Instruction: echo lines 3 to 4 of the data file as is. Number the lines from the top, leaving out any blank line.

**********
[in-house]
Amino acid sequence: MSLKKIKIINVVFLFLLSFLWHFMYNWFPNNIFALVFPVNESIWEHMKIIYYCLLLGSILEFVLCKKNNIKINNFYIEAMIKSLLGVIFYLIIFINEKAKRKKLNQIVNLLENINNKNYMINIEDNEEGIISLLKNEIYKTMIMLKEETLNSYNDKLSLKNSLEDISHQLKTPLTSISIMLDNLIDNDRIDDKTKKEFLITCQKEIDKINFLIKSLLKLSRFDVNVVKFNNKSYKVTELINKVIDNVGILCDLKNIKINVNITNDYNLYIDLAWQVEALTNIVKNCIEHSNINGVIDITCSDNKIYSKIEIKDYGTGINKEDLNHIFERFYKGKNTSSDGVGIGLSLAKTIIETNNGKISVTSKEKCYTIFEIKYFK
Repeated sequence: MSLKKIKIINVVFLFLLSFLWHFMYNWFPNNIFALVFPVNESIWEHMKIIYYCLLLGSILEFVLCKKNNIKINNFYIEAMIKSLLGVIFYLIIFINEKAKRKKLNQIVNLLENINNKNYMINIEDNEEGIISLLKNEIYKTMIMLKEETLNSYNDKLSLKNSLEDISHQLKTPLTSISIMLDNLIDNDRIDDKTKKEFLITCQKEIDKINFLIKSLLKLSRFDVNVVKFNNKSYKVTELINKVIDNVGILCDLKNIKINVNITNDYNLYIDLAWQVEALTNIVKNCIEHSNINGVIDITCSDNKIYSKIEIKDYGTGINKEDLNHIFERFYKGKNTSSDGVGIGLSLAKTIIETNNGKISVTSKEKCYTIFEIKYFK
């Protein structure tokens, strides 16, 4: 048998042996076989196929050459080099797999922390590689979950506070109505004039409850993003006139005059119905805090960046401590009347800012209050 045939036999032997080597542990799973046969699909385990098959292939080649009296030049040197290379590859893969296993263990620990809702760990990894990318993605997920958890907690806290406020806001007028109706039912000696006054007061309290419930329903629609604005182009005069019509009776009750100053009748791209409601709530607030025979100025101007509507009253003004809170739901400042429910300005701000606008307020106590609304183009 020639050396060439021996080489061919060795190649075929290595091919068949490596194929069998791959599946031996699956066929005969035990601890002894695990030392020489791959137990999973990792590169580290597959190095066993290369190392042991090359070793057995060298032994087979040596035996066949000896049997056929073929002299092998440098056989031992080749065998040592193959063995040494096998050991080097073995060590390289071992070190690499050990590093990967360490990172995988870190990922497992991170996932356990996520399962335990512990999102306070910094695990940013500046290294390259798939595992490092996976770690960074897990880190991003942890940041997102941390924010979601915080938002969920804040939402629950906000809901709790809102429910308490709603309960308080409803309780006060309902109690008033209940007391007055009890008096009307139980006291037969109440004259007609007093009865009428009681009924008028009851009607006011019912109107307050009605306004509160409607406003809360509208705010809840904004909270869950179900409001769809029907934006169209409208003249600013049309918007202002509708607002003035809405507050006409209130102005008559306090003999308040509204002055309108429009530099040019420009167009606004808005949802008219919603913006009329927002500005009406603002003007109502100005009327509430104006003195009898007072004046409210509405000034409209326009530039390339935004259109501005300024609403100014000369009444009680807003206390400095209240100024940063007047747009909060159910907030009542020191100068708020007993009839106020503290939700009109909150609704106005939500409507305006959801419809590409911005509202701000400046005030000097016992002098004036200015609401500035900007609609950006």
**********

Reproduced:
Repeated sequence: MSLKKIKIINVVFLFLLSFLWHFMYNWFPNNIFALVFPVNESIWEHMKIIYYCLLLGSILEFVLCKKNNIKINNFYIEAMIKSLLGVIFYLIIFINEKAKRKKLNQIVNLLENINNKNYMINIEDNEEGIISLLKNEIYKTMIMLKEETLNSYNDKLSLKNSLEDISHQLKTPLTSISIMLDNLIDNDRIDDKTKKEFLITCQKEIDKINFLIKSLLKLSRFDVNVVKFNNKSYKVTELINKVIDNVGILCDLKNIKINVNITNDYNLYIDLAWQVEALTNIVKNCIEHSNINGVIDITCSDNKIYSKIEIKDYGTGINKEDLNHIFERFYKGKNTSSDGVGIGLSLAKTIIETNNGKISVTSKEKCYTIFEIKYFK
């Protein structure tokens, strides 16, 4: 048998042996076989196929050459080099797999922390590689979950506070109505004039409850993003006139005059119905805090960046401590009347800012209050 045939036999032997080597542990799973046969699909385990098959292939080649009296030049040197290379590859893969296993263990620990809702760990990894990318993605997920958890907690806290406020806001007028109706039912000696006054007061309290419930329903629609604005182009005069019509009776009750100053009748791209409601709530607030025979100025101007509507009253003004809170739901400042429910300005701000606008307020106590609304183009 020639050396060439021996080489061919060795190649075929290595091919068949490596194929069998791959599946031996699956066929005969035990601890002894695990030392020489791959137990999973990792590169580290597959190095066993290369190392042991090359070793057995060298032994087979040596035996066949000896049997056929073929002299092998440098056989031992080749065998040592193959063995040494096998050991080097073995060590390289071992070190690499050990590093990967360490990172995988870190990922497992991170996932356990996520399962335990512990999102306070910094695990940013500046290294390259798939595992490092996976770690960074897990880190991003942890940041997102941390924010979601915080938002969920804040939402629950906000809901709790809102429910308490709603309960308080409803309780006060309902109690008033209940007391007055009890008096009307139980006291037969109440004259007609007093009865009428009681009924008028009851009607006011019912109107307050009605306004509160409607406003809360509208705010809840904004909270869950179900409001769809029907934006169209409208003249600013049309918007202002509708607002003035809405507050006409209130102005008559306090003999308040509204002055309108429009530099040019420009167009606004808005949802008219919603913006009329927002500005009406603002003007109502100005009327509430104006003195009898007072004046409210509405000034409209326009530039390339935004259109501005300024609403100014000369009444009680807003206390400095209240100024940063007047747009909060159910907030009542020191100068708020007993009839106020503290939700009109909150609704106005939500409507305006959801419809590409911005509202701000400046005030000097016992002098004036200015609401500035900007609609950006």